A Little Harsh On Romney
Frustrated writer, sometime columnist, pundit, and professional neocon William Kristol (who, by the way, looks like he's related to Billy Crystal) rhetorically asked in his Weekly Standard blog "Is it too much to ask Mitt Romney to get off autopilot and actually think about the race he's running?"
More significantly, the editors of the unofficial house organ of the Republican Party, the Wall Street Journal, ran an editorial maintaining "If Mitt Romney loses his run for the White House, a turning point will have been his decision Monday to absolve President Obama of raising taxes on the middle class."
Responding to the suddenly fashionable hand-wringing from GOP heavyweights about the Romney campaign, Salon's Alex Pareene is right about so much- and wrong on one point.
Pareene correctly notes, "Mitt Romney will definitely accuse Obama of raising taxes" and it is, after all, only early July. He recognizes as "an awful idea" Kristol's desire "to hear policy specifics from Romney," which the WSJ also suggests for the candidate. He notices the Journal's "point is actually just to hammer Romney adviser Eric Fehrnstrom for being sort of feckless and horrible at mesaging, and to let the Romney campaign know that the Journal will be telling them which things to say, thank you very much."
Recognizing, further, that "Romney, for all his flaws, was the best candidate to face Obama this year," Pareene finds Republicans are "whining how it's harder to beat Obama than thy have always thought it ought to be." They are gearing up, if Romney is defeated, to blaming the campaign, as well as nomination of the individual generally considered the least conservative candidate.
Top Republicans, including the Wall Street Journal, William Kristol, and Rush Limbaugh, seem to believe that Barack Obama should be easily defeated for re-election. "The Romney campaign," Pareene argues, is doing the absolute best it can running against an incumbent president who remains broadly popular." The campaign itself, and the ex-governor as a presidential candidate, have been underrated. But, as I never get tired of saying, Barack Obama's personal popularity is an urban myth.
Pareene links to Real Clear Politics, which presents favorable-unfavorable results from dozens of surveys since the beginning of the calendar year from various firms. Although the wording differs slightly- very slightly- from poll to poll, it is typically similar to that in the last (from CNN/Opinion Research), in which respondents are told "We'd like to get your overall opinion of some people in the news. As I read each name, please say if you have a favorable or unfavorable opinion of these people -- or if you have never heard of them."
The last eight surveys give the President an average of +6.5, in which there are 6.5% more individuals holding a favorable, than unfavorable, view of Obama. That might seem mildly impressive until one considers that a) Americans generally like their presidents personally, or at least think they do; 2) some people say, however implausibly, that they like everyone or at least hate no one; and 3) the president is black and it's very uncomfortable for many Caucasians to admit they don't like a black person- especially when his election was an historic first. (That, ironically, demonstrates how far we have not come in the matter of race relations.); 4) the somewhat positive results seemingly contradict results of other polls pertaining to the President.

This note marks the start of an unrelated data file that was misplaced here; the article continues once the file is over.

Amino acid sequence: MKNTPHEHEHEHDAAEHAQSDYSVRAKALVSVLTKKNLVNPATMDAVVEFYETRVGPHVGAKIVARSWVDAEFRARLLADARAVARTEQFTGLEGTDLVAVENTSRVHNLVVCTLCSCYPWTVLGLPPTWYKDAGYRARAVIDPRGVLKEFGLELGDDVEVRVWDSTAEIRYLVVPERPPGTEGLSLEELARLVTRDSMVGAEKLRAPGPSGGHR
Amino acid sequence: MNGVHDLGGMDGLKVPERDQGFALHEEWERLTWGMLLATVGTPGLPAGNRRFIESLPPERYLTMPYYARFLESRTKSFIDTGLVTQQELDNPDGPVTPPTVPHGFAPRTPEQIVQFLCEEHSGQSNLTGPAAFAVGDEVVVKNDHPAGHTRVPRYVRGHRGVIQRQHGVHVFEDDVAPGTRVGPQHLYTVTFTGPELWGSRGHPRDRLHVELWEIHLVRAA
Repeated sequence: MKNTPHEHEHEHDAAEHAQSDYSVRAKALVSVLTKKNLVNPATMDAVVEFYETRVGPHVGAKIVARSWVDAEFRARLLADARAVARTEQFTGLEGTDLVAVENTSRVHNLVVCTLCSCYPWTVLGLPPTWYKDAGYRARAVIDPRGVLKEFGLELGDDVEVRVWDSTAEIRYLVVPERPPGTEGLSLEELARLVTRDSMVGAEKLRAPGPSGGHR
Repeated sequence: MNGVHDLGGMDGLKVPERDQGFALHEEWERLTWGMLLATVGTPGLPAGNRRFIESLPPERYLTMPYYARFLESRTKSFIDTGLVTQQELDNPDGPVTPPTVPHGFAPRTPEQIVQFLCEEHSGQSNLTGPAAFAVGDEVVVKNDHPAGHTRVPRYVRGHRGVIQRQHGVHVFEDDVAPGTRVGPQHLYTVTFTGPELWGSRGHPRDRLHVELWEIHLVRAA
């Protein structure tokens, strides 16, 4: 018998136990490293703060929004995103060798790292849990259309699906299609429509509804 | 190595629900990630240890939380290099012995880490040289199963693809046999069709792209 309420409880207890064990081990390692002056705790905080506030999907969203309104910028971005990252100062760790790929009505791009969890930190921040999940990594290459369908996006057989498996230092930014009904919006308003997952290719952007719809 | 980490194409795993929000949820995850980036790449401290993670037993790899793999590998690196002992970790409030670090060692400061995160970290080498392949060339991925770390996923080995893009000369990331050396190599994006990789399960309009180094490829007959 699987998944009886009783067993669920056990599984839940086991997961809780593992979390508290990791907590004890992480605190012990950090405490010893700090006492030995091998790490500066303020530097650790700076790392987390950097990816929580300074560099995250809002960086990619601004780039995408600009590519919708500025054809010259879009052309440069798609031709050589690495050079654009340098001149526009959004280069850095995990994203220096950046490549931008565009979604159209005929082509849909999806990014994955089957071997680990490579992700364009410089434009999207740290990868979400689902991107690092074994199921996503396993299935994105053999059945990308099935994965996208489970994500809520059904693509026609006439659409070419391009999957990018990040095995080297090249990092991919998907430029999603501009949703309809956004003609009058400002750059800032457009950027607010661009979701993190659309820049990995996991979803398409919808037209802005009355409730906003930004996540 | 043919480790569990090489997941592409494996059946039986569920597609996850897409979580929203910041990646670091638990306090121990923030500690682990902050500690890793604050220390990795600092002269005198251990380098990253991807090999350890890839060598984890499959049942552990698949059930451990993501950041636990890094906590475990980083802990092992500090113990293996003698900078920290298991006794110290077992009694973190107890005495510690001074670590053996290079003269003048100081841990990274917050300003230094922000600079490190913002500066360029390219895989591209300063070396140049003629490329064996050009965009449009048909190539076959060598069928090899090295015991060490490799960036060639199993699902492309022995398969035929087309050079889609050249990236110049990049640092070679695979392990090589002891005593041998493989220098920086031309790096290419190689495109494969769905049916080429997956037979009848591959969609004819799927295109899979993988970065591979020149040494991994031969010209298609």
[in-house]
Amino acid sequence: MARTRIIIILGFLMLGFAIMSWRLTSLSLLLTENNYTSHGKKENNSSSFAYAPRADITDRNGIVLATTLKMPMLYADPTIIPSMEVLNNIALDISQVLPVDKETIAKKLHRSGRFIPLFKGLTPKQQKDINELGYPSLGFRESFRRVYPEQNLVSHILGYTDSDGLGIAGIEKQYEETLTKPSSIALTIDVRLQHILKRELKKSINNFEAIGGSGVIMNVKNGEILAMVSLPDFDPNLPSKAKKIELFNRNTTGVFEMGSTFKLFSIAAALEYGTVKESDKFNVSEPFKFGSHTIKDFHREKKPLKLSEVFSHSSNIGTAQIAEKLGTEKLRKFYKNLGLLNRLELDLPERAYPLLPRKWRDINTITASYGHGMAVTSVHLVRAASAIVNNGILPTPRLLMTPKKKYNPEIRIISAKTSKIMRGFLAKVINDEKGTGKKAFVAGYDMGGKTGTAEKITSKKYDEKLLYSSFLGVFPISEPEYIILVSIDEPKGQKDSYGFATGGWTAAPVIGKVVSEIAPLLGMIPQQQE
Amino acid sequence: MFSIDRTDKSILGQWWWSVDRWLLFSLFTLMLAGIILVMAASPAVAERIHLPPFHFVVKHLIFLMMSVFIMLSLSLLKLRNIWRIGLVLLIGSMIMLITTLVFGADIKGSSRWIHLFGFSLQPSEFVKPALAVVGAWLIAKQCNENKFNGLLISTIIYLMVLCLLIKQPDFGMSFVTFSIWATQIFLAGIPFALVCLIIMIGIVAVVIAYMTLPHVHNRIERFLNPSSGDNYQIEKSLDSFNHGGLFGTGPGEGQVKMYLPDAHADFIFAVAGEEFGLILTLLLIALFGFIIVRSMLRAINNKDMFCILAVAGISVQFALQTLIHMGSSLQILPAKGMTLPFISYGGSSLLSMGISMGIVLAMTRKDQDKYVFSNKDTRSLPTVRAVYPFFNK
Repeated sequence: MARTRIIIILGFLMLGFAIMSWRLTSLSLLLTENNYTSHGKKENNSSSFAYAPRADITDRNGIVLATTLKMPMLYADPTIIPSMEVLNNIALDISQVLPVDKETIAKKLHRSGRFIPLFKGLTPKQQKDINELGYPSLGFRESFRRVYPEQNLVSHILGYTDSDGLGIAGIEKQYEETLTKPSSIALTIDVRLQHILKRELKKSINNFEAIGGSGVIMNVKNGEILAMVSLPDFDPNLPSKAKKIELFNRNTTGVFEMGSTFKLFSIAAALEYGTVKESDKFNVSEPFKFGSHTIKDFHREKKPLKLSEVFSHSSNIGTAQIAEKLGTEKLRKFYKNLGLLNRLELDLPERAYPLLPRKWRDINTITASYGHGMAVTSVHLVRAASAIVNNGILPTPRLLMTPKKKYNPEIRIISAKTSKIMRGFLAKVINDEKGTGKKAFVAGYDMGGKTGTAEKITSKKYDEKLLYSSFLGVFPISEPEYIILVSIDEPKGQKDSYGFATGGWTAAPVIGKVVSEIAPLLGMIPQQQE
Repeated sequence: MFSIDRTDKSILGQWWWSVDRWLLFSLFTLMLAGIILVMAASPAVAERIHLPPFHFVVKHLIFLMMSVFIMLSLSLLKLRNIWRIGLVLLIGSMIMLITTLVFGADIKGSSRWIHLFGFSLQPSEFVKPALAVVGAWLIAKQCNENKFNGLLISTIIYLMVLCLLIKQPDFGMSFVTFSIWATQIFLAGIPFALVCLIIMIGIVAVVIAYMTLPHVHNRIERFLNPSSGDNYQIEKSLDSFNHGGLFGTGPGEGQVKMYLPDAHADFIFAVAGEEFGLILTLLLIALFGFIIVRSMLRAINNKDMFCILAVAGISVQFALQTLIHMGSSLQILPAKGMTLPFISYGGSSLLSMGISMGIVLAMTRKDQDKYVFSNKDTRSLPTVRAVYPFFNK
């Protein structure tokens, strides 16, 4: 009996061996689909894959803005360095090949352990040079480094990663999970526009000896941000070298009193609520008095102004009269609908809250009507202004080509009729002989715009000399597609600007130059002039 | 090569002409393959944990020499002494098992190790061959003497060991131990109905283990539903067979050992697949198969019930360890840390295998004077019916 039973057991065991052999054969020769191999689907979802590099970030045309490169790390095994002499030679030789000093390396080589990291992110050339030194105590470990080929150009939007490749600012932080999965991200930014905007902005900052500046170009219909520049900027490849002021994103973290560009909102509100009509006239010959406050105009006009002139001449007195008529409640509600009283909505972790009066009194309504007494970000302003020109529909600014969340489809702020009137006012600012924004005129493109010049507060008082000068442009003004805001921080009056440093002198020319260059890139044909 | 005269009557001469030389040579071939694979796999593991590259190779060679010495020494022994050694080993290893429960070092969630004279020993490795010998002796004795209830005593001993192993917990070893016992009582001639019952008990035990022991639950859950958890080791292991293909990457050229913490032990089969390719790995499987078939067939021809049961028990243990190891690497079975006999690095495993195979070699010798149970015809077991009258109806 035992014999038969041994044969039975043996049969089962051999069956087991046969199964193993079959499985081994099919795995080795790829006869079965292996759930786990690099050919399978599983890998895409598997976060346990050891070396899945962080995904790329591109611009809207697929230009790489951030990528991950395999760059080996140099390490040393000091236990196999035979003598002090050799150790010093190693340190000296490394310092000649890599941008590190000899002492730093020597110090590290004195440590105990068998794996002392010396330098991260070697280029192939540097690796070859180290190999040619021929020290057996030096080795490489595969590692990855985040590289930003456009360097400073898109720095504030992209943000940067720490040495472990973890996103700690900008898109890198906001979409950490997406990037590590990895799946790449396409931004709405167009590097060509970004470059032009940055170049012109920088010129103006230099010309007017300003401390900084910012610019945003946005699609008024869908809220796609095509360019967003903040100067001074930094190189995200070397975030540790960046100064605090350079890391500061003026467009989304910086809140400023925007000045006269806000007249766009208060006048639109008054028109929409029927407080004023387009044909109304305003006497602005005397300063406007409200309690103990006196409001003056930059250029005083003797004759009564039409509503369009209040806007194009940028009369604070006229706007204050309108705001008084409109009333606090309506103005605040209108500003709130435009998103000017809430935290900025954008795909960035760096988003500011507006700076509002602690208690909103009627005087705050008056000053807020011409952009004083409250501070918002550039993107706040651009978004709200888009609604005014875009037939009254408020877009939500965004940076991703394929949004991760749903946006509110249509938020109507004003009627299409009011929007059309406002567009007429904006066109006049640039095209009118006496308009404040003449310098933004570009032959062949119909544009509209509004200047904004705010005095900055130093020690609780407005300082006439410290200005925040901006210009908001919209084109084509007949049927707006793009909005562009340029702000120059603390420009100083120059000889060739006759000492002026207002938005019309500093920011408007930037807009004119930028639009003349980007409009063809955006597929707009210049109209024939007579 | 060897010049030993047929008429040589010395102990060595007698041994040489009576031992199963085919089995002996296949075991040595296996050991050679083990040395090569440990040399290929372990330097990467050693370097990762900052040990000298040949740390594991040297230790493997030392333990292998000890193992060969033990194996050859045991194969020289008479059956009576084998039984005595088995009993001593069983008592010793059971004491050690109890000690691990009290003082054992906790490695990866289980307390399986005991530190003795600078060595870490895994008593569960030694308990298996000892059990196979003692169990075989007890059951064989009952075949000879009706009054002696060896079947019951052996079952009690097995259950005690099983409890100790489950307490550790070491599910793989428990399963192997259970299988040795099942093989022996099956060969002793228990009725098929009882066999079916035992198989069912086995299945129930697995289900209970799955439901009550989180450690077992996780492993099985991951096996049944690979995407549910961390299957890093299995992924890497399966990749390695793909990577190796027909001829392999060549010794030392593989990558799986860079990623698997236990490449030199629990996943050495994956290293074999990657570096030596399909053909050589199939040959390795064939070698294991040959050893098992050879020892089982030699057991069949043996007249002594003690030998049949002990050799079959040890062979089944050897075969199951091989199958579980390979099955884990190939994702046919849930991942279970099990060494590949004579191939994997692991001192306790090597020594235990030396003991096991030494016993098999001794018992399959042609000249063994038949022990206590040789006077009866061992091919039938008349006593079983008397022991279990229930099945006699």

Barack Obama is of the United Church of Christ denomination, more generally Protestant, and even more generally Christian. He was born in the State of Hawaii, of the nation of the United States. (He even presented, to appropriate fanfare, a long term birth certificate, probably more evidence of birth than any other U.S. President has.)
Why, then, are many Americans unconvinced Barack Obama was born in their own country- and did the Public Religion Research Institute find approximately two months ago that a mere "36% of respondents correctly identify Barack Obama as Protestant or just Christian?" This is, folks, still largely a nation of Christians, though our values might more correctly be characterized as Judeo-Christian (or instead, in some cases, off-kilter). Most Americans identify with a Christian denomination, as has every President, to one extent or another. If these Americans believe Barack Obama may not be a Christian, it's likely they are not enamored of him- and not surprisingly, the ignorance is greatest among white evangelical voters, few of whom are members of the Barack Obama Fan Club.
Despite doubts about the President's religious affiliation (and nation of birth), Obama holds an advantage in the upcoming election. But the political victory handed the Administration by Chief Justice Roberts, as well as the inept response by the Romney camp, are of relatively little import. Far more significant is the nomination of the GOP of probably its strongest candidate- and the release of six economic reports before Election Day.